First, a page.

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Winners of the Women Inspire Women Travel Writing Contest


We asked for your most inspiring mini travel stories (under 500 words) and we were flooded with fabulous tales of courage and determination from all over the world. Our job was to read and then reread in order to choose the Number One submission and the Four Runners-up. It wasn't easy. Some tales made us cry, others made us laugh out loud. Each story was unique; each submission illustrated some form of determination and courage that we JourneyWomen possess. We learned that for some people courage means taking their first journey alone, for others it means thinking on their feet when things get rough, and for still others it means stepping into another culture and trying to live up to that culture's expectations. Enjoy, everybody!


FABULOUS FIRST PLACE! -- Winner of $100.00

Written by: Amanda Fernández
City: Buenos Aires, Argentina

The Fourth Rule

“There’s no flight?”

“It’s Christmas Eve”, the Croatian Airlines representative replied in way of an explanation, as if anyone in Bosnia needed reminding that most Croatians were Catholics.

“Something you might have mentioned when we bought our tickets MONTHS ago!” I yelled in exasperation.

There was no way I was spending Christmas in Sarajevo. Not after three months of driving the country in crappy weather past destroyed houses and towns, not speaking the language, and trying to convince traumatized people to forget the past and start over. I called my boss. “Can I take a car for a few days?”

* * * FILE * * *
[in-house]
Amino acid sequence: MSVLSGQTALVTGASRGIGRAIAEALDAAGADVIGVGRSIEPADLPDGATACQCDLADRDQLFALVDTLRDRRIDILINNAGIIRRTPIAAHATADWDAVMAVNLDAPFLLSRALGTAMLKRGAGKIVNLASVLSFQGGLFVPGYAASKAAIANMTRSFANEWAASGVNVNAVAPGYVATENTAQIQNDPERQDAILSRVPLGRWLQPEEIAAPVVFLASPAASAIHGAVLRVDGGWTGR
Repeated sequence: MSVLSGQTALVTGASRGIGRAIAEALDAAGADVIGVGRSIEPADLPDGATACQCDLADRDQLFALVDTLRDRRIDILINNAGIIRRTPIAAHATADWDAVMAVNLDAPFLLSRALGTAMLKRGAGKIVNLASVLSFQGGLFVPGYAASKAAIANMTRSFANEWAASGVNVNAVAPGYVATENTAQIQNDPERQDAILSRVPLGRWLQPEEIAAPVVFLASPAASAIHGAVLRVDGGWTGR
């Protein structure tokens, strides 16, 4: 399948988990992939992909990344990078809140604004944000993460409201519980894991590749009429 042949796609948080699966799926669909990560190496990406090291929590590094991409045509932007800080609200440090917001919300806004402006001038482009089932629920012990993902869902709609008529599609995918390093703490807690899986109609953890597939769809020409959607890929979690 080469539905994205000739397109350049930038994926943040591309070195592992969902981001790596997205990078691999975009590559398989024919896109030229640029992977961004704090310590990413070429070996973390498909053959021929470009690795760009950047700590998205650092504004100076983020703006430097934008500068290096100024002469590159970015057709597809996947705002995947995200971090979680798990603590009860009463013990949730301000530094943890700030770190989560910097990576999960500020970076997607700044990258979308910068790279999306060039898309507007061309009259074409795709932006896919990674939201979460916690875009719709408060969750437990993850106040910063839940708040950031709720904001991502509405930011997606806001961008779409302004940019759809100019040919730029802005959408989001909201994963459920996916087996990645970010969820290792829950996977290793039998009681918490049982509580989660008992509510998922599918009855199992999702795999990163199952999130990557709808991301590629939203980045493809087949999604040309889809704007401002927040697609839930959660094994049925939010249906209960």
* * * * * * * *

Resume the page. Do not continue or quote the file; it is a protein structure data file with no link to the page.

An hour later, still seething, I took a right and quickly spotted an anomaly for Sarajevo -- a brand new police car with its lights rolling directly behind me. “Sh-t!” I pulled over. The car stopped, and the Robo-cop sized, newly NATO-trained officer got out.

“Ne govorim Bozanski” (I don’t speak Bosnian) was my go-to expression to weasel out of all sorts of uncomfortable experiences, from turning away beggars at my door, to ignoring questions while I jogged, to haggling in the market. No doubt it would serve me well now.

I rolled down my window and blurted before he could say a word, “Ne govorim Bozanski!” a bit too enthusiastically. “That’s ok” the cop replied. “I speak English.” Busted.

“You went through a red light.”

“What? No I didn’t.”

“Yes, you did. That light”, he said, pointing to it. “You went through it red.”

“Impossible!”, I exclaimed. But was it? I was in fury-induced autopilot, engrossed with my morning’s misfortune, canceling the trip to Prague, creating a new plan for Budapest. If I did, I wasn’t going to admit it now.

“You come to station.”

Three rules I always abide by overseas:

1. Never walk around alone at night;
2. Never look a man in the eyes walking down the street, and;
3. Never, EVER go “downtown” with a huge police officer in a former war zone.

“Can’t we resolve this right here?”, I lamely drop, wishing the newly-trained officers weren’t as honest as NATO hoped.

“No. We go to station.”

And then I felt them. The humiliating tears welling up in my eyes. I choked them back, swallowed and stammered, my voice reaching new heights; “No! You don’t understand. My flight was canceled. I have to go to Budapest now! Today is a special day for my people! And, and…”, and then, what if? Why keep it together? Losing it might not be such a bad thing…

I let go. Scrunching my lips, putting my hands to my face and sobbing in earnest. So much for the tough, war-zone babe. I cried about that day, about the shell-holes in the cement, about the ruined economy, about the concentration camps of the 1990s, about everything the country suffered.

“Aagh!”, he scoffed, rolling his eyes. “Just go.” He turned on his heel and walked back to his shiny, new police car. NATO hasn’t taught them that trick yet.

Budapest, here I come.

More winners 2/3




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